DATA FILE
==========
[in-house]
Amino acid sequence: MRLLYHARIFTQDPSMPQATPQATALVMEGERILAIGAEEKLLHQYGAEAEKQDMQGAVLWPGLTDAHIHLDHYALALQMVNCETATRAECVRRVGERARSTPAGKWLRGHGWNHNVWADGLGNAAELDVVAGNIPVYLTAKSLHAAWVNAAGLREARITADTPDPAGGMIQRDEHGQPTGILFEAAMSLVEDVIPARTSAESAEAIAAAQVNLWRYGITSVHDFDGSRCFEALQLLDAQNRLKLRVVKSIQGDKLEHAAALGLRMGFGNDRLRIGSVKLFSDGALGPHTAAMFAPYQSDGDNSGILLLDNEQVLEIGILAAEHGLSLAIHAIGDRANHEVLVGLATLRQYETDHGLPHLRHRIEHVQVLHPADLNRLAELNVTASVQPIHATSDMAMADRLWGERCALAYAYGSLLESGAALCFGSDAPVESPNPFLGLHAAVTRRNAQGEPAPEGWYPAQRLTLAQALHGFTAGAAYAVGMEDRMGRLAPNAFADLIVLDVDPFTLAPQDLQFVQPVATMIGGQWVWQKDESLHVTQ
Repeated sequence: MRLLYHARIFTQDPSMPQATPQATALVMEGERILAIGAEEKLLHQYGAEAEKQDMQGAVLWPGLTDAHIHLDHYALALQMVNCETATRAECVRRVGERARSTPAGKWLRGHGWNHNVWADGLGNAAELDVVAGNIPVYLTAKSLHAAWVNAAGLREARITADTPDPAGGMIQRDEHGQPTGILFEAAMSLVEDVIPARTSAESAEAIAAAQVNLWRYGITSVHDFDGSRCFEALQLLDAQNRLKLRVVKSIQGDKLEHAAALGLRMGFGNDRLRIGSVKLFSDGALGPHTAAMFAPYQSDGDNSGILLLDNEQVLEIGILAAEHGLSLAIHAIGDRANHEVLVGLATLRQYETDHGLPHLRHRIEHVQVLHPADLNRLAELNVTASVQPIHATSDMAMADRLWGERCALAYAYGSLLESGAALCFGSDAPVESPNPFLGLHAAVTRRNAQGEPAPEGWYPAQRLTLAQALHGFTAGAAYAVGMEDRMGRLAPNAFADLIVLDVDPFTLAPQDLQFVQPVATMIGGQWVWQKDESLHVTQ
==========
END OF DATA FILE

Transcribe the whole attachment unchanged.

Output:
[in-house]
Amino acid sequence: MRLLYHARIFTQDPSMPQATPQATALVMEGERILAIGAEEKLLHQYGAEAEKQDMQGAVLWPGLTDAHIHLDHYALALQMVNCETATRAECVRRVGERARSTPAGKWLRGHGWNHNVWADGLGNAAELDVVAGNIPVYLTAKSLHAAWVNAAGLREARITADTPDPAGGMIQRDEHGQPTGILFEAAMSLVEDVIPARTSAESAEAIAAAQVNLWRYGITSVHDFDGSRCFEALQLLDAQNRLKLRVVKSIQGDKLEHAAALGLRMGFGNDRLRIGSVKLFSDGALGPHTAAMFAPYQSDGDNSGILLLDNEQVLEIGILAAEHGLSLAIHAIGDRANHEVLVGLATLRQYETDHGLPHLRHRIEHVQVLHPADLNRLAELNVTASVQPIHATSDMAMADRLWGERCALAYAYGSLLESGAALCFGSDAPVESPNPFLGLHAAVTRRNAQGEPAPEGWYPAQRLTLAQALHGFTAGAAYAVGMEDRMGRLAPNAFADLIVLDVDPFTLAPQDLQFVQPVATMIGGQWVWQKDESLHVTQ
Repeated sequence: MRLLYHARIFTQDPSMPQATPQATALVMEGERILAIGAEEKLLHQYGAEAEKQDMQGAVLWPGLTDAHIHLDHYALALQMVNCETATRAECVRRVGERARSTPAGKWLRGHGWNHNVWADGLGNAAELDVVAGNIPVYLTAKSLHAAWVNAAGLREARITADTPDPAGGMIQRDEHGQPTGILFEAAMSLVEDVIPARTSAESAEAIAAAQVNLWRYGITSVHDFDGSRCFEALQLLDAQNRLKLRVVKSIQGDKLEHAAALGLRMGFGNDRLRIGSVKLFSDGALGPHTAAMFAPYQSDGDNSGILLLDNEQVLEIGILAAEHGLSLAIHAIGDRANHEVLVGLATLRQYETDHGLPHLRHRIEHVQVLHPADLNRLAELNVTASVQPIHATSDMAMADRLWGERCALAYAYGSLLESGAALCFGSDAPVESPNPFLGLHAAVTRRNAQGEPAPEGWYPAQRLTLAQALHGFTAGAAYAVGMEDRMGRLAPNAFADLIVLDVDPFTLAPQDLQFVQPVATMIGGQWVWQKDESLHVTQ